It is a commonplace that communication is at the core of crucial aspects of human life, and that a lot of that communication is mediated. In recent years, however, mediated communication has reached new levels of importance in social and cultural domains stretching from business to identity formation, and a lot of that communication is technically and financially underpinned by global networks of computation and communication. The academic fields of media, communication and cultural studies have responded by re-examining long-established frameworks for understanding communications and also by considering the need for new paradigms fitting new objects of study.
The MA in International Communications Studies - which is designed to meet the needs of graduates from both a communications and non-communications studies background - provides an opportunity not only to study communications against the background of recent theoretical and methodological developments, but also to gain an insight into the skills and knowledge required by the contemporary media and communication industries.
The aims of the MA International Communications Studies programme are to enable students to:
The compulsory modules strike a balance between, on the one hand, grounding the student’s learning in the classic concepts, theories and methods of media, communication and cultural studies, and, on the other hand, exploring contemporary trends in online business models, international news flows, the use of Big Data etc.
Towards the end of the second semester, each student is assigned a dissertation supervisor based on project proposals.
Compulsory modules provide the core skills and knowledge needed to analyse various forms of communication in their contemporary social and cultural settings as well as an opportunity to acquire either a modern European (French, Spanish, German) or East-Asian language (Japanese or Chinese).
Students will continue to study their chosen language. Students will continue to develop their dissertation projects with the aid of their supervisors and in the compulsory module. Optional modules allow students to immerse themselves in topics suiting their interests and future career goals.
Group One (Students must take 20 credits from this group)
A European language (Spanish, French or German) or East-Asian language (Chinese or Japanese) for International Students (students cannot elect to study their first language) and a European Language (Spanish, French or German) or Japanese for Chinese students. Students will be able to enter study at a level appropriate to their individual needs ranging from beginners through to intermediate and advanced.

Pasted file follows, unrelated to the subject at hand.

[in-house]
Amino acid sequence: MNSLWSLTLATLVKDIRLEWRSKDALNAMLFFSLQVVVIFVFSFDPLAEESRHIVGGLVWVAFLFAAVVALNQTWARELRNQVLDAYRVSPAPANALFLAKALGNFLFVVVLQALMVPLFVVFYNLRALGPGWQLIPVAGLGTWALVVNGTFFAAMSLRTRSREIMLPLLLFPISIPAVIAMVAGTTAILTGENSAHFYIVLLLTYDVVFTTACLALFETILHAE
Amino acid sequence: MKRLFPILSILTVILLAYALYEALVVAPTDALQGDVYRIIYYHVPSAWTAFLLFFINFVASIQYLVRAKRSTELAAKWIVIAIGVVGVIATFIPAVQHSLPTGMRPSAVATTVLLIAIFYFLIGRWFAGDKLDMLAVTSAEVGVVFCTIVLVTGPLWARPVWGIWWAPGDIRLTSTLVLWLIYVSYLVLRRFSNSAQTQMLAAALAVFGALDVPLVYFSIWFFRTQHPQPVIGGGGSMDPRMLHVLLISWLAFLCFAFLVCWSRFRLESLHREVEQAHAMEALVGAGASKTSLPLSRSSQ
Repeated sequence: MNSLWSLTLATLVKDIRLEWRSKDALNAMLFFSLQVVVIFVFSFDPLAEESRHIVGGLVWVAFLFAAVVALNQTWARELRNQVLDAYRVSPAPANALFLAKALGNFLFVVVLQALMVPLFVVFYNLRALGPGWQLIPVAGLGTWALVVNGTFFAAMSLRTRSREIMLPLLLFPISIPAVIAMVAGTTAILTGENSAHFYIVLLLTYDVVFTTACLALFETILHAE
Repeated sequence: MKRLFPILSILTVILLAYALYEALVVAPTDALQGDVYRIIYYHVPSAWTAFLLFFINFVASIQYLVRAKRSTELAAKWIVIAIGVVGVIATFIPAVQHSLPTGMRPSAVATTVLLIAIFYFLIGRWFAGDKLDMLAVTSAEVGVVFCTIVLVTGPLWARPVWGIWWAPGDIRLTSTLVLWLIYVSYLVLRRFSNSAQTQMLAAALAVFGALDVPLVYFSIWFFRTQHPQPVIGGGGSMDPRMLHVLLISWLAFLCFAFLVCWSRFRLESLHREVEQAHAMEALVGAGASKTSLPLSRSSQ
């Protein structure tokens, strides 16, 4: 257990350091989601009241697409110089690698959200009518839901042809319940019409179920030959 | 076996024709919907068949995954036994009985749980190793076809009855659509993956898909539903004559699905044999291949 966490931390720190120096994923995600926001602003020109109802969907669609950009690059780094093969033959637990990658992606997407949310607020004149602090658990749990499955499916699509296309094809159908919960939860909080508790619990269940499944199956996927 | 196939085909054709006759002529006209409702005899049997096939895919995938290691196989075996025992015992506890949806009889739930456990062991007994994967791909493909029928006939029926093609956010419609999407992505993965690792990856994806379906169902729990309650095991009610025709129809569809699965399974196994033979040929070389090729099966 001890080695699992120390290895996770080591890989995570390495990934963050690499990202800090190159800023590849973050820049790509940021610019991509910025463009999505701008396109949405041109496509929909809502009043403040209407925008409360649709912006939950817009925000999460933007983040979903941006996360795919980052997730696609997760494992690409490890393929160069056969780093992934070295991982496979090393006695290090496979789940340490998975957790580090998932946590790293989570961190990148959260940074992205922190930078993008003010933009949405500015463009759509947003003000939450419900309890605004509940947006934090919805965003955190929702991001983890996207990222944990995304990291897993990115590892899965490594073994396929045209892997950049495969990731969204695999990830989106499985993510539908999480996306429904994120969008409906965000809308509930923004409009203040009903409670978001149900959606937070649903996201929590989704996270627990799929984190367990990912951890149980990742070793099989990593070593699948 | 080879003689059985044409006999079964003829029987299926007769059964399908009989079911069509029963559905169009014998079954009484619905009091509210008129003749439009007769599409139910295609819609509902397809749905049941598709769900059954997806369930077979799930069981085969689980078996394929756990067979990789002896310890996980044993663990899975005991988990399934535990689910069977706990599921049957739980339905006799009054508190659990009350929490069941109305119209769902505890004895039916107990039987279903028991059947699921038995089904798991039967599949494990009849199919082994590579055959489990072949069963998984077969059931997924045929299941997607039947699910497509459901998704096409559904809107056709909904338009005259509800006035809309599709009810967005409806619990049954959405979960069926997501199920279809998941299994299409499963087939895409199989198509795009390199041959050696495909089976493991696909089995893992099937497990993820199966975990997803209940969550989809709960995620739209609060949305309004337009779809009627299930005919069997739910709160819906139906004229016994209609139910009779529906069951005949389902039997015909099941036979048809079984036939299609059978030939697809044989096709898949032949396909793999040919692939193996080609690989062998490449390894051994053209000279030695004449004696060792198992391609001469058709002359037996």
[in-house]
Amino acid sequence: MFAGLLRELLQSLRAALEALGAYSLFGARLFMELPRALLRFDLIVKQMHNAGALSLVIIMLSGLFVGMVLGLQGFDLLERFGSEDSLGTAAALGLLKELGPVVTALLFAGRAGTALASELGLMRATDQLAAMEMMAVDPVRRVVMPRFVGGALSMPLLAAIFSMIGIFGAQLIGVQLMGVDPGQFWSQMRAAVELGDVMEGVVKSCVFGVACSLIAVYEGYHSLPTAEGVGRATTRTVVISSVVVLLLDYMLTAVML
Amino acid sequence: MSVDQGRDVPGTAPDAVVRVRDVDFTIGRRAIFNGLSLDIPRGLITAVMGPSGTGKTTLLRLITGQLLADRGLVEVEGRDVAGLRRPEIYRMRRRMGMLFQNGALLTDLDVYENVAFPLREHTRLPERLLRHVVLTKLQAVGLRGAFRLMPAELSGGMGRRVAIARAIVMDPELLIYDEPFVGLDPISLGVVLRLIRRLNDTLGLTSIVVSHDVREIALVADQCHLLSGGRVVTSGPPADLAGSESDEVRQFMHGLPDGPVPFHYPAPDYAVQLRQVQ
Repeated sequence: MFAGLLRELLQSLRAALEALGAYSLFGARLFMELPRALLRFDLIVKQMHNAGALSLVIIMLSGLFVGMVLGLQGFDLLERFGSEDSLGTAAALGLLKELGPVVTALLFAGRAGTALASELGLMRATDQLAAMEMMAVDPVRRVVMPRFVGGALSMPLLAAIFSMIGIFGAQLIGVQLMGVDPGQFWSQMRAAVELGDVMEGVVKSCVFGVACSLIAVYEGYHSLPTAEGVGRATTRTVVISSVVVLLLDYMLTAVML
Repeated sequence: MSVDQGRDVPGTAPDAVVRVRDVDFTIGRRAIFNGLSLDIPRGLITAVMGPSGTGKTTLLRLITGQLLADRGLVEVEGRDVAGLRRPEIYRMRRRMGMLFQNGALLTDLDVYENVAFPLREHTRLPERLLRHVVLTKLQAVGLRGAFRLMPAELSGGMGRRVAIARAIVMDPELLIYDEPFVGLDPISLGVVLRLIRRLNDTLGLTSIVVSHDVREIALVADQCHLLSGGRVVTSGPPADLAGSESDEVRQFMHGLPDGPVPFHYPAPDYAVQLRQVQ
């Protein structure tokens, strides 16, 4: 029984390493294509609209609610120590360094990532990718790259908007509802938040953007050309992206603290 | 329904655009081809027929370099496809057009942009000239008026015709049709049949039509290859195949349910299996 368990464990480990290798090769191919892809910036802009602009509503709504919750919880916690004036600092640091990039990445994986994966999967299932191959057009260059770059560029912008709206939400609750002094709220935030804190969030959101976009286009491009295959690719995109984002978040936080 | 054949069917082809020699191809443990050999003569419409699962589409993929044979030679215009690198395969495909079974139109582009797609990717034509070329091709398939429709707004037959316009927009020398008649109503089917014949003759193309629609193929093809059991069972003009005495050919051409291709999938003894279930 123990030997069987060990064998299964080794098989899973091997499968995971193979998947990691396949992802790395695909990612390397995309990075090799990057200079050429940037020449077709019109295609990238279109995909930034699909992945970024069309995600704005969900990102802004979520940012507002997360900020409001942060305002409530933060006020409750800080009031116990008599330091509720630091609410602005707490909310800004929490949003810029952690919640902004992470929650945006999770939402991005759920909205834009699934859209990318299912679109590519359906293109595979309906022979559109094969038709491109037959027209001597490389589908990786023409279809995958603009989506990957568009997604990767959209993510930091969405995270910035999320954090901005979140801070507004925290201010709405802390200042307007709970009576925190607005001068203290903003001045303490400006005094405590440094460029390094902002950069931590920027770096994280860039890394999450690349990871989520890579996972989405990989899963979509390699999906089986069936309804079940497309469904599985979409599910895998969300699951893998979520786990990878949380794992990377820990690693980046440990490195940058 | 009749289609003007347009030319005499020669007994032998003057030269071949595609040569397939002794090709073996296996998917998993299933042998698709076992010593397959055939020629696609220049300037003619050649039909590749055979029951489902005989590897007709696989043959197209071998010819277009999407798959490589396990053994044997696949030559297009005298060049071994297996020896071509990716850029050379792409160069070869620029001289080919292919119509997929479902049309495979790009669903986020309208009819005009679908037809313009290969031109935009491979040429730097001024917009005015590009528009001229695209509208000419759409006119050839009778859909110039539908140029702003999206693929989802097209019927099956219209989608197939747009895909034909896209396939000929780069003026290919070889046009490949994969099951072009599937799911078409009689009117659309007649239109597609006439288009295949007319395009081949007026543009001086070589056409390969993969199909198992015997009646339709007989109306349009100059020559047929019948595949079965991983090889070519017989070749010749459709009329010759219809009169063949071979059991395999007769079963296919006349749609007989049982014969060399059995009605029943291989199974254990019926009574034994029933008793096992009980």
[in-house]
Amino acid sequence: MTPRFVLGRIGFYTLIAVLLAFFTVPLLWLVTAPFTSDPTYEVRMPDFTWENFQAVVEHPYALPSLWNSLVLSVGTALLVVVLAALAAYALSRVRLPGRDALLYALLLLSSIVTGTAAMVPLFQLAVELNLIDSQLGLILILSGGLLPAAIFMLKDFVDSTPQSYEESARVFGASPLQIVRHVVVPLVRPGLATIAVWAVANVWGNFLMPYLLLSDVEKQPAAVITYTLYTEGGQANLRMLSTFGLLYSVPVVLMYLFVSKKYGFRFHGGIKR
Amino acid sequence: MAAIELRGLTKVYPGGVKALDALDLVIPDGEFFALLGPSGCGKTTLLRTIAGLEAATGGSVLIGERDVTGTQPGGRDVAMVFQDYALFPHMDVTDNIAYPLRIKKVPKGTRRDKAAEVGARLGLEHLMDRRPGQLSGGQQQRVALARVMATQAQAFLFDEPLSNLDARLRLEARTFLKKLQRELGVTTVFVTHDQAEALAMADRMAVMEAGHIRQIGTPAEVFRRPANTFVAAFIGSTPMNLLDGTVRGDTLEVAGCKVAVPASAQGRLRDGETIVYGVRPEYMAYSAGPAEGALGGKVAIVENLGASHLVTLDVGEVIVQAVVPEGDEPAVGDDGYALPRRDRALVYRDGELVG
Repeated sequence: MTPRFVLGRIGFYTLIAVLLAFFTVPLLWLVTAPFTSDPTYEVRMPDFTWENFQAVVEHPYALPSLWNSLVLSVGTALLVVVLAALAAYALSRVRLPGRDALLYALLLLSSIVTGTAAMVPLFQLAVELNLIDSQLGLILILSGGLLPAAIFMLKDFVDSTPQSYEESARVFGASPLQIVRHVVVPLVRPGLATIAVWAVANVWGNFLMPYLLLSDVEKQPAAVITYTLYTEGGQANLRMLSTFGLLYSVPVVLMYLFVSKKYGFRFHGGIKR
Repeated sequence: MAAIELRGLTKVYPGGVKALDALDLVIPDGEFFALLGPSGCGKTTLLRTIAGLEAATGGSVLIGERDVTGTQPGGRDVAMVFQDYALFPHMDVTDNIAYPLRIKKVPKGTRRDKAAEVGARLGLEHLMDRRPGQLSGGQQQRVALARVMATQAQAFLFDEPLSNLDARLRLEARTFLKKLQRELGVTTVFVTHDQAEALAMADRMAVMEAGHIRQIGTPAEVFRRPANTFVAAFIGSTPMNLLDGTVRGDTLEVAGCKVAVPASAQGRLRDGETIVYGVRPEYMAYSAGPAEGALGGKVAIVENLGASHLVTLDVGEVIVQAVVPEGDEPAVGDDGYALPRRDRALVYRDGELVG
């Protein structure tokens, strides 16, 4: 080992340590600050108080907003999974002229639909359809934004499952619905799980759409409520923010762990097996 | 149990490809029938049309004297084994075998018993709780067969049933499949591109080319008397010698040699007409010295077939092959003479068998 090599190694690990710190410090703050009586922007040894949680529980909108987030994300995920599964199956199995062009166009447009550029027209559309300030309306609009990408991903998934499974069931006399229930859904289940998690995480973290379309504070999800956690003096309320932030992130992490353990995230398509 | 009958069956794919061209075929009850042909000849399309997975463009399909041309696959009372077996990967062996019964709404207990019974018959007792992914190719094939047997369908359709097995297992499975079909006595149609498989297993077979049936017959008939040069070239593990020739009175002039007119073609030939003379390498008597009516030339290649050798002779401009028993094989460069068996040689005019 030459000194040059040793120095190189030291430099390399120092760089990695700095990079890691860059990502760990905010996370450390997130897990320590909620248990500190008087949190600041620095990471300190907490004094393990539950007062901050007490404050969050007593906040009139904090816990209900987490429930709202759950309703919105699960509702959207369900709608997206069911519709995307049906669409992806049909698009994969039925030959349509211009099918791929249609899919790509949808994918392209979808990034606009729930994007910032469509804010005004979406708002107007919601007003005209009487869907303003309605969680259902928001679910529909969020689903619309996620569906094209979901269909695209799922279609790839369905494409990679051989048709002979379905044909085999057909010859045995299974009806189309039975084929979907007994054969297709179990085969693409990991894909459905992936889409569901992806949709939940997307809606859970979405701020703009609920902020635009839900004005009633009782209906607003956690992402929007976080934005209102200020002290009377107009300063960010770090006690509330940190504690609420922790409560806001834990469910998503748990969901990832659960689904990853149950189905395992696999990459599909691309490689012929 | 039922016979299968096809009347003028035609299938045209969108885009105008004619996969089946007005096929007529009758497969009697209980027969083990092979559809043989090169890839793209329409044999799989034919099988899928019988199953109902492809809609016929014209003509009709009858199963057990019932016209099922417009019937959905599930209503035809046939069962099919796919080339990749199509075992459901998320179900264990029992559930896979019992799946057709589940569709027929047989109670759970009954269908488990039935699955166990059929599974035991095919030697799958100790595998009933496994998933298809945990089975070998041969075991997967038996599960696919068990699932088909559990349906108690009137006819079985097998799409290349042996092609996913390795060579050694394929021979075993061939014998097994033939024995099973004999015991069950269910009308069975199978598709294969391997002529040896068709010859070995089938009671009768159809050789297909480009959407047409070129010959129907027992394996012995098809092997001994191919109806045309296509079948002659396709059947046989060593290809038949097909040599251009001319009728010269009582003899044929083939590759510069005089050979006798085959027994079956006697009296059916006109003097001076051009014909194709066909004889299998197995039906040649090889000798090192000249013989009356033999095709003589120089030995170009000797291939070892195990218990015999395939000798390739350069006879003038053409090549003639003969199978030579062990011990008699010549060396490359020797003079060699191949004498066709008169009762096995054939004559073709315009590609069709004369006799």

Optional Modules Group Two (students must take 30 credits from this group)
Detailed programme specifications information can be accessed on Online Programme Specifications.
The MA in Contemporary Chinese Studies is an innovative, exciting and challenging one-year taught masters programme providing you with a deep insight into one of the world’s most dynamic nations. The programme provides total immersion in China while studying through English to the same rigorous high standards as the University of Nottingham in the UK.
The MA in Contemporary Chinese Studies provides you with alternative pathways for applying a range of disciplinary perspectives to the study of Chinese business and society, politics and economics, sustainable development and the environment, media and popular culture, visual and performing arts, or modern Chinese history.
The School of International Studies is recognised as a leader in the provision of high quality, discipline-based research and degree programmes which incorporate the study of China. It trains a new generation of researchers and practitioners by academics conducting cutting-edge research with a focus on Chinese business, economy, geography, media and culture, history, language, law and politics.
You can choose to study Mandarin as optional modules, starting at the appropriate level for you – from beginner to advanced – depending on your prior study of the language. You will use what you have learned in a Chinese language and cultural setting.
Your study at Nottingham’s Ningbo China campus will enrich your cultural and linguistic experience and allow you to explore a range of themes and issues relevant for understanding contemporary China.
The module information for 17/18 session is subject to change.
Optional Group 1
Students must take a minimum of 10 or maximum of 30 credits from the following group:
Optional Group 2
Subject to the approval of the offering school, students may take a minimum of 10 and a maximum of 30 credits offered by other schools including the Language Centre to bring the total to 180. For international students whose first language is not mandarin Chinese, they can choose to take Mandarin modules. The level will be decided at registration.
In considering options offered by other schools, you should make your choices according to your timetable to ensure your options do not clash. You will also need to ensure that you meet the entry requirements and have taken any pre-requisites outlined in the module specifications in the module catalogue. Non-Mandarin speakers coming in above beginners' level will be assessed and recommended to the right level.
Detailed module information can be found on the Online Module Catalogue, please search by module code or title.